Snake Eyes: G.I. Joe Origins Movie Review
The degree to which you enjoy the new G.I. Joe spinoff Snake Eyes depends wholly on your willingness to not think too hard about the details. A notable improvement over past G.I. Joe films (a low bar for sure), Snake Eyes is a serious and semi-gritty action film that is more entertaining than not, even with some confusing character decisions that likely made more sense in the director’s head than what is shown on screen.
Snake Eyes stars the extremely good-looking Henry Golding as the title character, an angry cage fighter who is recruited by an arms dealer in exchange for information about the man who murdered his father decades earlier. Snake Eyes then joins a Japanese clan I assumed was a criminal syndicate at first, though it’s never properly explained who exactly they are.
The motivations of the various characters, and the reasons they do the things they do, are somewhat obfuscated, and you’ll scratch your head at times as to why certain things are happening, why Snake Eyes continues to be forgiven (let alone trusted) despite his multiple betrayals, or why the clan’s inept head of security keeps her job in the face of countless poor decisions.
The screenplay is the most frustrating part of the movie. Scene by scene the film is written well enough, but details appear to have been left on the cutting room floor that would have helped clarify certain elements of the story. Snake Eyes inevitably would have benefited from a more straightforward plot, though the plot, with its shifting alliances and mix of groundedness and mysticism, is arguably less the issue than its execution.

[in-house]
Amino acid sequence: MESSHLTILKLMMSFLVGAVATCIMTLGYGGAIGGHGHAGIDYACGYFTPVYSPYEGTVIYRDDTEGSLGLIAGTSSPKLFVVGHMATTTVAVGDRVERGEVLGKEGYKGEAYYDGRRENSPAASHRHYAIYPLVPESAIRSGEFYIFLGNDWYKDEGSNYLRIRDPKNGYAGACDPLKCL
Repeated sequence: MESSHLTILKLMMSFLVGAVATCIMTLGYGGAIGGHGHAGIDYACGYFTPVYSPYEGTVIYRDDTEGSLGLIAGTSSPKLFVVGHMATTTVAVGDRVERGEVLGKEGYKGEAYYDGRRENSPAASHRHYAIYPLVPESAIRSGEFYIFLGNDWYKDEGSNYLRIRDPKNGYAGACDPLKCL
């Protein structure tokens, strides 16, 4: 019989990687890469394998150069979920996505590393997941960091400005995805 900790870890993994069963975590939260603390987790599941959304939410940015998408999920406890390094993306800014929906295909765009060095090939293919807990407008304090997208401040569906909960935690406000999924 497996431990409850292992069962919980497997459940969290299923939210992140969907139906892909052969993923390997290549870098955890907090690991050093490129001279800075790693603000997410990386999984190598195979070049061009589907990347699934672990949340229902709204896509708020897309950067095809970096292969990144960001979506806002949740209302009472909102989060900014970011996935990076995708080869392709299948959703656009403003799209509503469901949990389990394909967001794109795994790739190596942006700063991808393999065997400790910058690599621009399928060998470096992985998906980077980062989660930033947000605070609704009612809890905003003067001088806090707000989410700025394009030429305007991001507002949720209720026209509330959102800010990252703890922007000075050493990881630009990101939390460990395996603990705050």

Confusing elements aside (which I would take any day over the stupid elements of the previous G.I. Joe movies), Snake Eyes is an effective action movie. With several well-staged action sequences that vary in tone and style, the movie may not go down as a top-tier thriller but its steady delivery of mid-grade spectacle should satiate fans. The third act is especially fun to watch, even as the movie takes on a surprisingly supernatural bent.
Golding is a great fit for the role, while Andrew Koji does a fine job as conflicted Tommy. The women in the movie fare less well, as Haruka Abe is stuck playing the aforementioned inept head of security and Samara Weaving, as the badass Joe protagonist Scarlett, isn’t given enough to do. Ursula Corbero, too, is underutilized, but makes a splash as Baroness.
Snake Eyes is far from perfect, but at its core it is a well made, fast-paced film that largely seems to be aware of and adapts to its limitations. For G.I. Joe fans, and even for others (such as me), there is plenty to like here.
*It should be noted that my brother served as a creative executive on this film; however, I feel this review is an accurate reflection on my sentiments, personal connections notwithstanding.
Review by Erik Samdahl unless otherwise indicated.